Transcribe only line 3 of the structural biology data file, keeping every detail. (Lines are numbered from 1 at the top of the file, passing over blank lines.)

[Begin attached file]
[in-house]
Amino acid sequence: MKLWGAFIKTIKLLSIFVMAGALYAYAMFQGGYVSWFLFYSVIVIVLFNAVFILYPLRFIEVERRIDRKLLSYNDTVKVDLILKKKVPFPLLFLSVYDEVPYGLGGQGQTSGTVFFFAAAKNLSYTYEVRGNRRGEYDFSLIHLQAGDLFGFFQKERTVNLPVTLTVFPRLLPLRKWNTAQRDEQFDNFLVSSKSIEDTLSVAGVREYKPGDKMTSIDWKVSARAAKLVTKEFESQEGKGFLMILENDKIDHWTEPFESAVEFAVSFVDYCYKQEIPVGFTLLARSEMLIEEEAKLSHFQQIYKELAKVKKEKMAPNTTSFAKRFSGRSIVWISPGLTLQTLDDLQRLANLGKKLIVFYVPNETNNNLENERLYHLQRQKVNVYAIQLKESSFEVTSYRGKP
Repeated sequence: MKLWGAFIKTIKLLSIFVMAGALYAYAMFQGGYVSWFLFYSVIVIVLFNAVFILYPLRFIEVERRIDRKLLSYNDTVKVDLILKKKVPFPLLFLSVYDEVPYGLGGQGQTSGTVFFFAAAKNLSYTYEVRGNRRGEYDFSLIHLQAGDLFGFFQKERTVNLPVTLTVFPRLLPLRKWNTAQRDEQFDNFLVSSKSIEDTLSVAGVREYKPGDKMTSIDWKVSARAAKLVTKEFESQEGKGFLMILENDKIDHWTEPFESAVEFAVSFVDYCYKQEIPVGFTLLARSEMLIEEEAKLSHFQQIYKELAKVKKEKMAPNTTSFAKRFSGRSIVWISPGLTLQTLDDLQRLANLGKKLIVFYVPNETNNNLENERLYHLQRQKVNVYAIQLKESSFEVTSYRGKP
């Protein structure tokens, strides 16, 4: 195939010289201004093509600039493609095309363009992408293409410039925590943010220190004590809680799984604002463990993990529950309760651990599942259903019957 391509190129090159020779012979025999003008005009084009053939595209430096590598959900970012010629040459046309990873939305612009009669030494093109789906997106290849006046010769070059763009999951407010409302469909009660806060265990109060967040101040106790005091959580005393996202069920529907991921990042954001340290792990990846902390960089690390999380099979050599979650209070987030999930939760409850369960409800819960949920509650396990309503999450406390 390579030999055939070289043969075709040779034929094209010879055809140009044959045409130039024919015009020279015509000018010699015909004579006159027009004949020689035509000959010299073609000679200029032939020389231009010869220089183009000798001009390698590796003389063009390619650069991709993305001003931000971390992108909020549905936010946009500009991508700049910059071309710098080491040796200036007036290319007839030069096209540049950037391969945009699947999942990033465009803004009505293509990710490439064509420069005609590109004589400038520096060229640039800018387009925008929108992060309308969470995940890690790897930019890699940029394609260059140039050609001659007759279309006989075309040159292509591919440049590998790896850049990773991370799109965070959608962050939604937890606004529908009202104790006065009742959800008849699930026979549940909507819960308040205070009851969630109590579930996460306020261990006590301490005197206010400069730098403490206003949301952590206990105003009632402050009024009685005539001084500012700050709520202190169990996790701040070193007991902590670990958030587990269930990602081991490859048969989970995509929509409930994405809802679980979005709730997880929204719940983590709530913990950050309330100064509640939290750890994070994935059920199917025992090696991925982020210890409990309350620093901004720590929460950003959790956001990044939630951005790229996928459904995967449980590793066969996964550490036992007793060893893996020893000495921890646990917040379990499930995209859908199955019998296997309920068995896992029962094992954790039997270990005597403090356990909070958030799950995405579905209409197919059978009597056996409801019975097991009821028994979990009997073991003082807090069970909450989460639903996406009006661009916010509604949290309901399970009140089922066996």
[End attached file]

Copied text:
Repeated sequence: MKLWGAFIKTIKLLSIFVMAGALYAYAMFQGGYVSWFLFYSVIVIVLFNAVFILYPLRFIEVERRIDRKLLSYNDTVKVDLILKKKVPFPLLFLSVYDEVPYGLGGQGQTSGTVFFFAAAKNLSYTYEVRGNRRGEYDFSLIHLQAGDLFGFFQKERTVNLPVTLTVFPRLLPLRKWNTAQRDEQFDNFLVSSKSIEDTLSVAGVREYKPGDKMTSIDWKVSARAAKLVTKEFESQEGKGFLMILENDKIDHWTEPFESAVEFAVSFVDYCYKQEIPVGFTLLARSEMLIEEEAKLSHFQQIYKELAKVKKEKMAPNTTSFAKRFSGRSIVWISPGLTLQTLDDLQRLANLGKKLIVFYVPNETNNNLENERLYHLQRQKVNVYAIQLKESSFEVTSYRGKP